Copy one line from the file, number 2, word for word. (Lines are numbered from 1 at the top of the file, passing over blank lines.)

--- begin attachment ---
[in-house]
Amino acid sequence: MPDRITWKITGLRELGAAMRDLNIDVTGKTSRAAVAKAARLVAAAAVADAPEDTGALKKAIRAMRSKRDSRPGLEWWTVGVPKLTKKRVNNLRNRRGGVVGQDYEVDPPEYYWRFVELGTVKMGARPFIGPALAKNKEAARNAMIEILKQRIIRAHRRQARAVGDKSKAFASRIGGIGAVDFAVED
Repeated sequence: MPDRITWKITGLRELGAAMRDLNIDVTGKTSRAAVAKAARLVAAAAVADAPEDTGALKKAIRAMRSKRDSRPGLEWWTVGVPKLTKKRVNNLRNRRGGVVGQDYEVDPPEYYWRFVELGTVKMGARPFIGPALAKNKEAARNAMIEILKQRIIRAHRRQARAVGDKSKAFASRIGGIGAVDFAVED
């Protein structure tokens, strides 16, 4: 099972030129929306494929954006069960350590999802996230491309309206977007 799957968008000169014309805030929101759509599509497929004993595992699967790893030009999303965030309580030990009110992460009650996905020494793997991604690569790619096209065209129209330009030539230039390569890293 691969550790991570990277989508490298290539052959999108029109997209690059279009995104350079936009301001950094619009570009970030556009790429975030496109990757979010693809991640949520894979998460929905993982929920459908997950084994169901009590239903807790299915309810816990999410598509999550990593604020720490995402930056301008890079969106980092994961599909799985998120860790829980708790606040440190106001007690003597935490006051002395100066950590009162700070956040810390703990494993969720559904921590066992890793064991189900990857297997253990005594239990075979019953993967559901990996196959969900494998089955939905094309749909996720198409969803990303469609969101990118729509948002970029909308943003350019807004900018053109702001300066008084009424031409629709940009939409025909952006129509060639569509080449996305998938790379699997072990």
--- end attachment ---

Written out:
Amino acid sequence: MPDRITWKITGLRELGAAMRDLNIDVTGKTSRAAVAKAARLVAAAAVADAPEDTGALKKAIRAMRSKRDSRPGLEWWTVGVPKLTKKRVNNLRNRRGGVVGQDYEVDPPEYYWRFVELGTVKMGARPFIGPALAKNKEAARNAMIEILKQRIIRAHRRQARAVGDKSKAFASRIGGIGAVDFAVED